It is time that Mayo Lake was examined for its salmon habitat potential and not just for its hydro electrical generating potential.
Situated in the heart of the Yukon, Mayo Lake is very roughly equidistant between the communities of Mayo and Keno.
It has a surface area of about 95 square kilometres.
On the map it looks like a sideways Y, consisting of the long left arm running east west, with the right hand part of the Y breaking off halfway along and running southeast.
The lake itself has, for the most part, steep sides from which a number of streams tumble.
A few streams have viable placer mining operations on them.
The watershed of Mayo Lake is small, probably no more than about two and half thousand square kilometres.
The lake is on what can be very loosely termed a massif, a geological upswelling from the surrounding terrain.
This massif includes portions of the Gustavus Range, the highest peak being Mount Hinton.
No major rivers drain into Mayo Lake; instead, they flow around it either into the Stewart or Mayo river systems.
There is a small dam at the west end of Mayo Lake which acts as a control structure on the amount of water that can leave the lake and enter the Mayo River.
This permits Yukon Energy to control the water flow feeding the Mayo River and thus into the Wareham Dam.
The Wareham Dam is about 50 kilometres downstream and is where the hydro generating station is.
Somewhat confusingly, it is referred to as the Mayo hydro station, even though it is not on Mayo Lake.
Both the Wareham and Mayo Lake dams were built back in the early 1950s.
This means both lakes and the connecting river have had half a century to adjust to a new ecological regime.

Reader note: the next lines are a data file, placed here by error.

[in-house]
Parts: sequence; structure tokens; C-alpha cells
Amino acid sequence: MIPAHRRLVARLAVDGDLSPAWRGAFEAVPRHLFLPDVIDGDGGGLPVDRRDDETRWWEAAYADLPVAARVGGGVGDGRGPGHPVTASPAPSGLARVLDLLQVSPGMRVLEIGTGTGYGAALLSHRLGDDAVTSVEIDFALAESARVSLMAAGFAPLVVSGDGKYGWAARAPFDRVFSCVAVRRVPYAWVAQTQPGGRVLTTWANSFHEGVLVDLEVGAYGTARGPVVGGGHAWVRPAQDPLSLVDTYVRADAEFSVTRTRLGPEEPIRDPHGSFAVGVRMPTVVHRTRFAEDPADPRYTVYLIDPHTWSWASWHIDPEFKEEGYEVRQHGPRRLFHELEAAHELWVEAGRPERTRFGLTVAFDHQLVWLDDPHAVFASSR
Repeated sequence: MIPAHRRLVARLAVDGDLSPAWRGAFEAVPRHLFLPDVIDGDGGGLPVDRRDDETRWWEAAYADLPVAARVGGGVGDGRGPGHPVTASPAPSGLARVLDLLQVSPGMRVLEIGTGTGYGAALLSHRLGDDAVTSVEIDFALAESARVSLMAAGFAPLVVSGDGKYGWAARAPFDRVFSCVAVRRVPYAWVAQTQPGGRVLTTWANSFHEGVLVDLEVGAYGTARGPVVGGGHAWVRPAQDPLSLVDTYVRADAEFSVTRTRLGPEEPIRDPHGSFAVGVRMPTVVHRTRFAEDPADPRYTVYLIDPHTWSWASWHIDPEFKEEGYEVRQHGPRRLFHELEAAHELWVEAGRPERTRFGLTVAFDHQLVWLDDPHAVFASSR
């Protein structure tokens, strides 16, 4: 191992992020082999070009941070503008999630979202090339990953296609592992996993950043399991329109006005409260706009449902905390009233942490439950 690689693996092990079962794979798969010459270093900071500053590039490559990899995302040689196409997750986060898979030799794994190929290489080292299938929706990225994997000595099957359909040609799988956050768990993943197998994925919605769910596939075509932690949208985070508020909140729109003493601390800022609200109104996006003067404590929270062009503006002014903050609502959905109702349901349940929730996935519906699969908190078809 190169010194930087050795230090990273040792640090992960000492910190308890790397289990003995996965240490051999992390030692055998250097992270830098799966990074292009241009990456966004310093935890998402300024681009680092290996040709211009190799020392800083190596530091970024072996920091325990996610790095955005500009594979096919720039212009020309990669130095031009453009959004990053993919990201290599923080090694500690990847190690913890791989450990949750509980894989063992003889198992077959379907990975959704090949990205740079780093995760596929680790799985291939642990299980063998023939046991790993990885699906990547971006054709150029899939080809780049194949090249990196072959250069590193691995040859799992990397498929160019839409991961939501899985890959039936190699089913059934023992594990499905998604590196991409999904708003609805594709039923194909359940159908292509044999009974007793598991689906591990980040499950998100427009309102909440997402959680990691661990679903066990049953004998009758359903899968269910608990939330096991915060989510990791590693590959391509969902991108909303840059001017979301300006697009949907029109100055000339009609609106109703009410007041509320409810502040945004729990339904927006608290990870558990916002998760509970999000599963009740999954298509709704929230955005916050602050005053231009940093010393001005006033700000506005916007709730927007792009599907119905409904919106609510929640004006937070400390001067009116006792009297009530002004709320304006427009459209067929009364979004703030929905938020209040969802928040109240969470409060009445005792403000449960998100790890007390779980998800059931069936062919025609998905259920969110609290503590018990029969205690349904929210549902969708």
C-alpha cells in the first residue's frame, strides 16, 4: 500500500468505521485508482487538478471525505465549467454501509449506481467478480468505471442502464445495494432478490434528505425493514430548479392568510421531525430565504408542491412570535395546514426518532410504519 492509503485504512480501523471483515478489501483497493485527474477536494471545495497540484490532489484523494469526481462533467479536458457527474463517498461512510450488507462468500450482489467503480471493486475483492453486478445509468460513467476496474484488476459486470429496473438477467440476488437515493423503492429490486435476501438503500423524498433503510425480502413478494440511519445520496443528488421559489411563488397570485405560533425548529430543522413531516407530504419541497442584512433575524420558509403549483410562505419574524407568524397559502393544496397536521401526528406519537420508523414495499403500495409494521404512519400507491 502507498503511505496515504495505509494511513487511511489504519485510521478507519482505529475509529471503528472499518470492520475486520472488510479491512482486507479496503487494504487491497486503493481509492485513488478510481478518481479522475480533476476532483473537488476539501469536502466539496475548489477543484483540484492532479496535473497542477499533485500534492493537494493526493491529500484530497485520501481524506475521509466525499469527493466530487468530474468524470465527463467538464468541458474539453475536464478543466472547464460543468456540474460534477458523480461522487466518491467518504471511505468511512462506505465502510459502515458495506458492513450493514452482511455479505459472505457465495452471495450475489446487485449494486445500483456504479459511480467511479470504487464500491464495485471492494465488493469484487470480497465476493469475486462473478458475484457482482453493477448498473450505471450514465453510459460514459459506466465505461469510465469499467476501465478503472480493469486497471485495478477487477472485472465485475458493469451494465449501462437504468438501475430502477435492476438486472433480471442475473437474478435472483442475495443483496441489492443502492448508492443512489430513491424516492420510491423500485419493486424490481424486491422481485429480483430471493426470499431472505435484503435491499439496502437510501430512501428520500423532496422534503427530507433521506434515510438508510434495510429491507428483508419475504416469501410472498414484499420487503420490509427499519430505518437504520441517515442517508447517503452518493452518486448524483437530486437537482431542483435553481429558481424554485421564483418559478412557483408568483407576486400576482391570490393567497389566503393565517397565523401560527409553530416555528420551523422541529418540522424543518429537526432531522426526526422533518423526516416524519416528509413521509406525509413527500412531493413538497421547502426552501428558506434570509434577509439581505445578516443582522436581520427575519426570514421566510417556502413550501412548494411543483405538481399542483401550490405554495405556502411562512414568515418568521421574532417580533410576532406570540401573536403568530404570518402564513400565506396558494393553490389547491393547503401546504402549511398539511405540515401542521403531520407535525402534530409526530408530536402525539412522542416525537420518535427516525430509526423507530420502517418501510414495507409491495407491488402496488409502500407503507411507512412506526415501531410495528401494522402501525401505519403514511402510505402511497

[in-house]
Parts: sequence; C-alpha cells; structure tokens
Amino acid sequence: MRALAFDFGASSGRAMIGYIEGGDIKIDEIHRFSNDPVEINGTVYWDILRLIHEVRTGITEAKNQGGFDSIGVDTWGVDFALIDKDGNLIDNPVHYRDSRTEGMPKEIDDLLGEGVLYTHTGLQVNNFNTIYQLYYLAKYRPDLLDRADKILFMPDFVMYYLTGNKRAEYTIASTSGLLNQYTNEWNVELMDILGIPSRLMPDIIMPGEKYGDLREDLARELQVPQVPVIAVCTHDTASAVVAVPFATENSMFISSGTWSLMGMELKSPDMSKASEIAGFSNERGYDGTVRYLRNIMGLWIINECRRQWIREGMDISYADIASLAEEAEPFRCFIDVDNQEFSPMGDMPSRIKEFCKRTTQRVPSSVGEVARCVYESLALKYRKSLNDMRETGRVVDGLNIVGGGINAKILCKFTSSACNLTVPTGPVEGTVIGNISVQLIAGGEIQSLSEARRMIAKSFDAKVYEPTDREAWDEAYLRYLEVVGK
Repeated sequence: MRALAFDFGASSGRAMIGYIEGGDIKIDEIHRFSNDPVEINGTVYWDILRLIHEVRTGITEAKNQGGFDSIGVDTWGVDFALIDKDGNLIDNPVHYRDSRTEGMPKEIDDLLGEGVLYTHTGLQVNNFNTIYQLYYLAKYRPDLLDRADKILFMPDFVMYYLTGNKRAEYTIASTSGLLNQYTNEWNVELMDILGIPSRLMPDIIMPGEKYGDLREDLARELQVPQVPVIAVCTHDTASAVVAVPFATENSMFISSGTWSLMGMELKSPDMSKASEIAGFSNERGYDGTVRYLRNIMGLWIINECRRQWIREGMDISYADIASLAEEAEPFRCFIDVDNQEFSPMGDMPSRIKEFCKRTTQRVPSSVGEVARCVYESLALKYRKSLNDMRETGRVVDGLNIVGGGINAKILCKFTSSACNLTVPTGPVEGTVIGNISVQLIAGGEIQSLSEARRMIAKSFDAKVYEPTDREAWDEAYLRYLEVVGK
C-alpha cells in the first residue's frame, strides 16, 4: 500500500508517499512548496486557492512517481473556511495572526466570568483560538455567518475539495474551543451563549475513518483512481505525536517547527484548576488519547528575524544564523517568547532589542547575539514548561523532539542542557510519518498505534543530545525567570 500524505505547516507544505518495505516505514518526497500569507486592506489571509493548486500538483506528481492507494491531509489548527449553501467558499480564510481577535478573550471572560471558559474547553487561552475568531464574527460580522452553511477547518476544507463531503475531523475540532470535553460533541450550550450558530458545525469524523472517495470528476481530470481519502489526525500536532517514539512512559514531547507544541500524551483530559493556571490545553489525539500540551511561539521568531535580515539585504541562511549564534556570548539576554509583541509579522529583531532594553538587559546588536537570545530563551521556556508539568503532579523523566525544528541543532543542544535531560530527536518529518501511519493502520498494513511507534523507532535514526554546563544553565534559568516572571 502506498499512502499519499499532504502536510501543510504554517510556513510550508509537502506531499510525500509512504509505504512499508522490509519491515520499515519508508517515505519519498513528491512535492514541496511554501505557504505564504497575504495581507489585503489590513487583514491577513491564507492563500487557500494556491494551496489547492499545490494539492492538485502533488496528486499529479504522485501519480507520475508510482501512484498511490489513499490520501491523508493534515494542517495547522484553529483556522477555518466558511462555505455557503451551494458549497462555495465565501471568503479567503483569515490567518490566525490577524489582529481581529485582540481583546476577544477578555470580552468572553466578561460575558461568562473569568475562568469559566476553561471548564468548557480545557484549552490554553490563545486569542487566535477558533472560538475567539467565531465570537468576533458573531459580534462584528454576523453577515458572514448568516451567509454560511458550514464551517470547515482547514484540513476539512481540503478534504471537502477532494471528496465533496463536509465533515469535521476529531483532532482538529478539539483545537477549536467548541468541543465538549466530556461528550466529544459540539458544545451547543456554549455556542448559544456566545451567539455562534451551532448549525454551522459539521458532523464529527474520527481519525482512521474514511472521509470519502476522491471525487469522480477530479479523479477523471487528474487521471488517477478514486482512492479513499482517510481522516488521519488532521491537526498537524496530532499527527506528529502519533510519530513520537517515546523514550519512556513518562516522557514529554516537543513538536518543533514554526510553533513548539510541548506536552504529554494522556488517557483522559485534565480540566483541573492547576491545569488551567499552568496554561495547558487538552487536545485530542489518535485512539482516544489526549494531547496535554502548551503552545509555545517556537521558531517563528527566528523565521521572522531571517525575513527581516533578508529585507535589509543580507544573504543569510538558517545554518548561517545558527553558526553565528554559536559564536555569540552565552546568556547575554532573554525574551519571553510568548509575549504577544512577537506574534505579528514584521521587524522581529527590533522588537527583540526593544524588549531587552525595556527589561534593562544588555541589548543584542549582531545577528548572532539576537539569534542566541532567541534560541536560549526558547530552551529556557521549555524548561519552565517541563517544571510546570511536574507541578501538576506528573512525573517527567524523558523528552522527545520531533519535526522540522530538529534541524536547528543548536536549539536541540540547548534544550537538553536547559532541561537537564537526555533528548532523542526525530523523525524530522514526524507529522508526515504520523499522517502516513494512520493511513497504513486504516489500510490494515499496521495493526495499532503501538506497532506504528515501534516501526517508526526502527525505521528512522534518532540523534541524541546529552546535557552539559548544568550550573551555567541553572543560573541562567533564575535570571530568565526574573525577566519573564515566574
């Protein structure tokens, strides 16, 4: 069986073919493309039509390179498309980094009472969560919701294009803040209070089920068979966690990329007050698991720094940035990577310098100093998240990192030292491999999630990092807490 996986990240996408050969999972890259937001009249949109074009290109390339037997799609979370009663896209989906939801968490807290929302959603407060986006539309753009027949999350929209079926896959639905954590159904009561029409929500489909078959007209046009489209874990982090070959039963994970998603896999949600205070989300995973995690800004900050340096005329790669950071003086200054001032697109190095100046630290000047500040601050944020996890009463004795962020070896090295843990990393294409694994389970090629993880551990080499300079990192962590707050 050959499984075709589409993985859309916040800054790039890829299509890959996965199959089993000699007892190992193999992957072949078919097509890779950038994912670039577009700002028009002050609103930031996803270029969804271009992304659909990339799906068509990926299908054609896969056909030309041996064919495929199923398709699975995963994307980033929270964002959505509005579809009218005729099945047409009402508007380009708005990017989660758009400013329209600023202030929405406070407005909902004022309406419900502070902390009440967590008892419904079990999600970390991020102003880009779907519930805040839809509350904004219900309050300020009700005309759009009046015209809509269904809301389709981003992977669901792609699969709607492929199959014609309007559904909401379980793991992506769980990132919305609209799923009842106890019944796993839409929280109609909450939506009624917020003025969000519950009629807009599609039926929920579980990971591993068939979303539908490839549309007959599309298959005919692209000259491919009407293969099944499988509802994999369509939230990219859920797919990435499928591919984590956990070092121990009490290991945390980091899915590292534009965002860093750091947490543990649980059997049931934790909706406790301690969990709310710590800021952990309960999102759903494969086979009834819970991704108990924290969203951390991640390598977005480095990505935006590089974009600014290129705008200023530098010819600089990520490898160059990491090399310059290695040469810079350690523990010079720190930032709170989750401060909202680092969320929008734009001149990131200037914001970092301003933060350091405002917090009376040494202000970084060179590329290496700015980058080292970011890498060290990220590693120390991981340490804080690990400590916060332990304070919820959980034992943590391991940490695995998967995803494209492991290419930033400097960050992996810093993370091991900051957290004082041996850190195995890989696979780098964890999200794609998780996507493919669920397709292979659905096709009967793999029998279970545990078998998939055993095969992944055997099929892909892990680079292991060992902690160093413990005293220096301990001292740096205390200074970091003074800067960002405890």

And quite an adjustment it has been.
The written historical record does show that prior to the dams being built salmon migrated all the way up the Mayo River, into Mayo Lake and spawned.
The construction of the dams halted that. Back then fish ladders were not installed.
Where the salmon spawned is a matter of guesswork, but the wetlands at either end look most promising.
Of particular note is the Roop Lakes, a fascinating complex of swamps, lakes, and streams at the extreme east end of the northern arm of Mayo Lake.
The reason this is mentioned is because the Yukon Energy Corporation is thinking of adding further hydro-electrical turbine structures at the Wareham Dam facility.
This project is known as Mayo B.
Estimates of how much the project will cost are over one hundred million dollars.
One of the results of Mayo B could mean playing around with the water levels of Mayo Lake to provide adequate water flow in the Mayo River to power the additional turbines at the Wareham Dam.
This will have an impact on the riparian habitat of Mayo Lake.
Any project this size usually considers the possibility of including mitigative measures to offset any possible ecological harm the project might cause.
If the Mayo Lake levels are altered, the ecosystem which has taken 50 years to adjust since the dams were built, could be affected.
But a possible mitigative measure could be to bring the salmon back to Mayo Lake.
It might be time to install fish ladders over both the Wareham and Mayo Dams and get a hatchery going.
Now this is not going to be easy nor is it going to be cheap.
Wareham Dam is the tallest dam in the Yukon, about 32 metres high.
Getting a fish ladder over that is not impossible, but it would certainly be challenging.
The Mayo Lake dam is much easier to do, being only about five metres high.
If a huge amount of public money is being flung at hydro generation projects such as Mayo B a proportional amount could be used to enhance the ecosystem it will affect.
The installation of fish ladders would enhance salmon spawning areas, although it would also require a Mayo Lake hatchery.
Given the current catastrophic state of salmon stocks every little bit of enhancement would help.
This enhancement would mean restoring access to a portion of historical salmon habitat and by establishing appropriate hatchery operations
Hydro power is not necessarily green, despite what certain politicians and even environmentalists say.
The loss of Mayo Lake as a salmon spawning area in the 1950s shows that.
The Mayo B project should includes a means to restore access to some of those spawning grounds.
The ecological damage done in the past could then be partially mitigated.
Lewis Rifkind is a Whitehorse based